“I chose VMI because of the reputation of the VMI alumni body, the network, the relationships that are forged through the brother rat spirit, and the fact that VMI was the road less traveled,” Cavallaro stated.
Cavallaro also shared something that isn’t in his official biography: He graduated last in the Class of 1984. “One of my roommates was First Jackson Hope, and I was just hoping to graduate!” Cavallaro remarked, to laughter from the audience.
Despite his academic struggles, Cavallaro chose to stay at VMI—largely because of the relationships he’d formed with brother rats, professors, coaches, and other members of the VMI family. Clark King, who was coaching boxing when Cavallaro was a cadet, played an outsize role in supporting Cavallaro, as did Col. William “Buck” Buchanan ’50B, who was Cavallaro’s boss when he was hired to work in the VMI Office of Admissions in June 1984.
Through the help, friendship, and support of these men and many others, Cavallaro was able to build a successful career—and he told the cadet-athletes in the audience that if they stayed the course at VMI, the same could happen for them.
“You are part of a special fraternity of brother rats,” Cavallaro stated. “Your brother rats will be there for you through thick and thin … Life is made up of a series of Rat Lines that you will have to endure and overcome.”
But on the hardest days, it’s easy to lose perspective. Cavallaro told his listeners about a time early in his cadetship when he called home to complain about how poorly things were going, and his mother replied calmly that she and Cavallaro’s father could come to pick him up the next day. Faced with a clear choice—to leave the Institute or to stay—Cavallaro chose to stay.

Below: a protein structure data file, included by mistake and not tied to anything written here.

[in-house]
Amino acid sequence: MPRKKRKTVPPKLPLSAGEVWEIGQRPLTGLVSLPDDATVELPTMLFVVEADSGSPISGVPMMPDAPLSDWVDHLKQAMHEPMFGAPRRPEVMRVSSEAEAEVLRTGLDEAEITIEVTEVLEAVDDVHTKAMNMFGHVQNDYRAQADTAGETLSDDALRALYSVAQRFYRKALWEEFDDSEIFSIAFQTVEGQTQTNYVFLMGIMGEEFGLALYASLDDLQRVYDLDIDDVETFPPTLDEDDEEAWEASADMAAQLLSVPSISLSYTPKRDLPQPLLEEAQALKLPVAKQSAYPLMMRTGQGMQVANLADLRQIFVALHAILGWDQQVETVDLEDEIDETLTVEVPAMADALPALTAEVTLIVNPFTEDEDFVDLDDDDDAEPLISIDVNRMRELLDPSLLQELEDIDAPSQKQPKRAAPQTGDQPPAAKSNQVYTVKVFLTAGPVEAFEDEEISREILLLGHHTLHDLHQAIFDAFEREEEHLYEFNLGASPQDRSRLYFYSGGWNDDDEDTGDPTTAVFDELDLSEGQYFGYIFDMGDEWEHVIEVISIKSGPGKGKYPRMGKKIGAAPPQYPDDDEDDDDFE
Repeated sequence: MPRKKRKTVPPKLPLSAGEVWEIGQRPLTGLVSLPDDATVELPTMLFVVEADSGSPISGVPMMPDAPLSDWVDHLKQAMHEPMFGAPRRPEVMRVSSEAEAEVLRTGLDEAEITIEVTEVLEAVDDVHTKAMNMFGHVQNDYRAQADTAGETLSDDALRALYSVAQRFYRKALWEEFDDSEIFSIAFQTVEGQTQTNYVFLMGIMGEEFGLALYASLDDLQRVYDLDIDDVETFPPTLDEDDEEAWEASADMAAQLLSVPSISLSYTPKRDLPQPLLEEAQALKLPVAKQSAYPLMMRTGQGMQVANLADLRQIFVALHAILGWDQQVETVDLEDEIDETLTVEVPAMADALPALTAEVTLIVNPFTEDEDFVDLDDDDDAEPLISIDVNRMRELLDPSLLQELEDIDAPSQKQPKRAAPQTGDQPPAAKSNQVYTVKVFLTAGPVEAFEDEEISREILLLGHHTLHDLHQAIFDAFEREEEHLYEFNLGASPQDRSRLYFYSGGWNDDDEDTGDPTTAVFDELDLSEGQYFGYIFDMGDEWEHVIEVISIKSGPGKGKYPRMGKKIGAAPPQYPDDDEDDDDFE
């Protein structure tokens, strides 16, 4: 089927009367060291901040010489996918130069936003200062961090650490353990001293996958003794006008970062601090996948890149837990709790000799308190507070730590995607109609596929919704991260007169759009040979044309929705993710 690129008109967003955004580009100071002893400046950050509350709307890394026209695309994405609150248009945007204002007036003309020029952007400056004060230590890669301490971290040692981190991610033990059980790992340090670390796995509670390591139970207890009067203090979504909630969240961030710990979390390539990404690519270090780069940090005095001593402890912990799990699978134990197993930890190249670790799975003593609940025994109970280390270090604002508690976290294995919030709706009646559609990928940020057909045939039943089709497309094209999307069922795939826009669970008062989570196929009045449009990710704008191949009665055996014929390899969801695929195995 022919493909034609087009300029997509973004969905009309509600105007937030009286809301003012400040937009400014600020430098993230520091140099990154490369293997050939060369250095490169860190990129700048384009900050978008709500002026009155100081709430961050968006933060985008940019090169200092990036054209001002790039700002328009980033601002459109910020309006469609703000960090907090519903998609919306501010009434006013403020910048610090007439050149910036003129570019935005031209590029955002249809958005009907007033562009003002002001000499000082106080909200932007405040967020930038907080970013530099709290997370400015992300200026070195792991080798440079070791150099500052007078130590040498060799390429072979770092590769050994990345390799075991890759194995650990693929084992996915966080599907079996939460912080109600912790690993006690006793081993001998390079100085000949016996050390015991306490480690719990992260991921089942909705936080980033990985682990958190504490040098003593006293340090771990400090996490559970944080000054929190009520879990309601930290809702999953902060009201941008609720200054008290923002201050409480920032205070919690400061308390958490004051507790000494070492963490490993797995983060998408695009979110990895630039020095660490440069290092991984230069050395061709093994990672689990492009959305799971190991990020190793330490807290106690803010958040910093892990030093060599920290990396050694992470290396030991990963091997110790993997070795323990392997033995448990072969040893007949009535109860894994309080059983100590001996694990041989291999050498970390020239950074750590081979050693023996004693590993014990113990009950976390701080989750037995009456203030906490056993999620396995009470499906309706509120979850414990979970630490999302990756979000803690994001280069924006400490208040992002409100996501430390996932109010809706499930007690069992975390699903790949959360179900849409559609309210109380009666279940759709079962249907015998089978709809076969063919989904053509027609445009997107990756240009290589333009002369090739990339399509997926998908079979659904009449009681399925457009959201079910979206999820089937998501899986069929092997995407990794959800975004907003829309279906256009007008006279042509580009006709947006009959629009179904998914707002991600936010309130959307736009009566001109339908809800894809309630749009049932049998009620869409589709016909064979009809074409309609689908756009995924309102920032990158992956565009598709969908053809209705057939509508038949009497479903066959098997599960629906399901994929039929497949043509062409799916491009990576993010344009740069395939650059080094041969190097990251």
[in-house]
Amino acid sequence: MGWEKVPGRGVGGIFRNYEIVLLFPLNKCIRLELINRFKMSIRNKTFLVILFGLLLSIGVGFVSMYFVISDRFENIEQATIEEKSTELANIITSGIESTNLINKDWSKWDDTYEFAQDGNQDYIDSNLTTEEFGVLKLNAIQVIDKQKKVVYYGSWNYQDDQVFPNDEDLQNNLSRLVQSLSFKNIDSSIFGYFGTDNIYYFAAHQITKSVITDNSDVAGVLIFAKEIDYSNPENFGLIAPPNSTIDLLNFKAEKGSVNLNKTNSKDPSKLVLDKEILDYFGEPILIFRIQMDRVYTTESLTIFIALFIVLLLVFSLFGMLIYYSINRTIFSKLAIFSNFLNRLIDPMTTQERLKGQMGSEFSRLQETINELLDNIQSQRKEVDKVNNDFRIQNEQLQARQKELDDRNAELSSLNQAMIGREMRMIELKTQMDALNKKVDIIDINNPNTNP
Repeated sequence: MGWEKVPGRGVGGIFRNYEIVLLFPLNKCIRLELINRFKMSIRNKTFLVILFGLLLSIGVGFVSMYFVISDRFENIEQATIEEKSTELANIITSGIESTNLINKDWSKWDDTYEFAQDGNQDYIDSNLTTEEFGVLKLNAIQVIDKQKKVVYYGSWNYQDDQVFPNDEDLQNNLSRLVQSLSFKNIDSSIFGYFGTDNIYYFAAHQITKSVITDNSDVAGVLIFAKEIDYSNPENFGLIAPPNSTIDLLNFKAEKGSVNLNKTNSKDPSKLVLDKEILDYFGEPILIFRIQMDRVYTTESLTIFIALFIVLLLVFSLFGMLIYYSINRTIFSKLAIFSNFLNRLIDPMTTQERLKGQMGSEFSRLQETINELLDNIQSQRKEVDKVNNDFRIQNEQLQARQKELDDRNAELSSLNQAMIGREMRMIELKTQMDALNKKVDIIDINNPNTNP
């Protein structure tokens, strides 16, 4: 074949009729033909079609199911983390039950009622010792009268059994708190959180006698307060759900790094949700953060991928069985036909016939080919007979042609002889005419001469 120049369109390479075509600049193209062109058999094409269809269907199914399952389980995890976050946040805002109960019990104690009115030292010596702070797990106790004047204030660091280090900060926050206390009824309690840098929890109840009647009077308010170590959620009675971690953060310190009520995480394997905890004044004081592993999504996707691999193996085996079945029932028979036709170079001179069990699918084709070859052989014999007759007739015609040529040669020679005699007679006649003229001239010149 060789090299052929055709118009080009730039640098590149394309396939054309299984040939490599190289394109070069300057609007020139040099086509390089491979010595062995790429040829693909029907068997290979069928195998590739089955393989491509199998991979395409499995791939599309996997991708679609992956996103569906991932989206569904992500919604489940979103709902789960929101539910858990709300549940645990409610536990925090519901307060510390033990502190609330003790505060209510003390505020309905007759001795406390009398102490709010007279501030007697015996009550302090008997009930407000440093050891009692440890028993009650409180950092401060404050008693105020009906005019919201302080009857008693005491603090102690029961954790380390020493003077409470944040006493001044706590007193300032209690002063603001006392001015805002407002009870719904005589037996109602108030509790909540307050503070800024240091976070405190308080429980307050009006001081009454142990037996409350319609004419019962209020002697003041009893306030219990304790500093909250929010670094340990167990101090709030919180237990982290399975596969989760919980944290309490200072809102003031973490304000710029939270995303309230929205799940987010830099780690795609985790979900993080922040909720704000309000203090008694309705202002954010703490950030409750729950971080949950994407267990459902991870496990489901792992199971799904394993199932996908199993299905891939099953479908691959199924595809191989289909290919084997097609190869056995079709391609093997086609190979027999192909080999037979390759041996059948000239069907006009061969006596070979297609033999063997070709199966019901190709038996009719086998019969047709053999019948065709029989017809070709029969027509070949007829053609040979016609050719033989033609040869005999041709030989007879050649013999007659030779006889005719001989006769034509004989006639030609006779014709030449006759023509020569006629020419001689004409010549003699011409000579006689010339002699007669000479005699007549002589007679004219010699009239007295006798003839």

With this story as background, Cavallaro urged the cadets in the audience to remember their “Why I VMI”—their reasons for choosing the Institute. He shared lines from Robert Frost’s well-known poem, “The Road Not Taken”: “Two roads diverged in a wood, and I—I took the one less traveled by … And that has made all the difference.”
After Cavallaro finished speaking, Bland Massie ’77, Keydet Club president, surprised Cavallaro and his wife, Marlene, by presenting Cavallaro with the Three-Legged Stool Award in recognition for his nearly four decades of service and commitment to VMI athletics. It was only the fourth time in the award’s 22-year history that it had been presented to an alumnus. Previous alumni recipients have been Gil Minor ’63; Giles Miller, Class of 1924; and Elmon Gray ’46.
Mary Price Development Writer/Communications Specialist
The development writer plays a key role in producing advancement communications. This role imagines, creates, and produces a variety of written communication to inspire donors to make gifts benefiting VMI. Utilizing journalistic features and storytelling, the development writer will produce content for areas such as Annual Giving, stewardship, and gift planning.